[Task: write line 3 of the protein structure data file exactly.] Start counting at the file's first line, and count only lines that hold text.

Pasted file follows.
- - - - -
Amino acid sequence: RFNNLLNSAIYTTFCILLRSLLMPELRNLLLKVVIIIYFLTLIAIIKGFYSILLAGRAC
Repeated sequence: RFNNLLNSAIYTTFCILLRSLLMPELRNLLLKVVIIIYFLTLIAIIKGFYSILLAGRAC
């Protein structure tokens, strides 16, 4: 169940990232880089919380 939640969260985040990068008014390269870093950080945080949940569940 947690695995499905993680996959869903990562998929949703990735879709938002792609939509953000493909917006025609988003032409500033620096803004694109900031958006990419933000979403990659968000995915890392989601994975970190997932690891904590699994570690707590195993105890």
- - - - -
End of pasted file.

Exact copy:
């Protein structure tokens, strides 16, 4: 169940990232880089919380 939640969260985040990068008014390269870093950080945080949940569940 947690695995499905993680996959869903990562998929949703990735879709938002792609939509953000493909917006025609988003032409500033620096803004694109900031958006990419933000979403990659968000995915890392989601994975970190997932690891904590699994570690707590195993105890």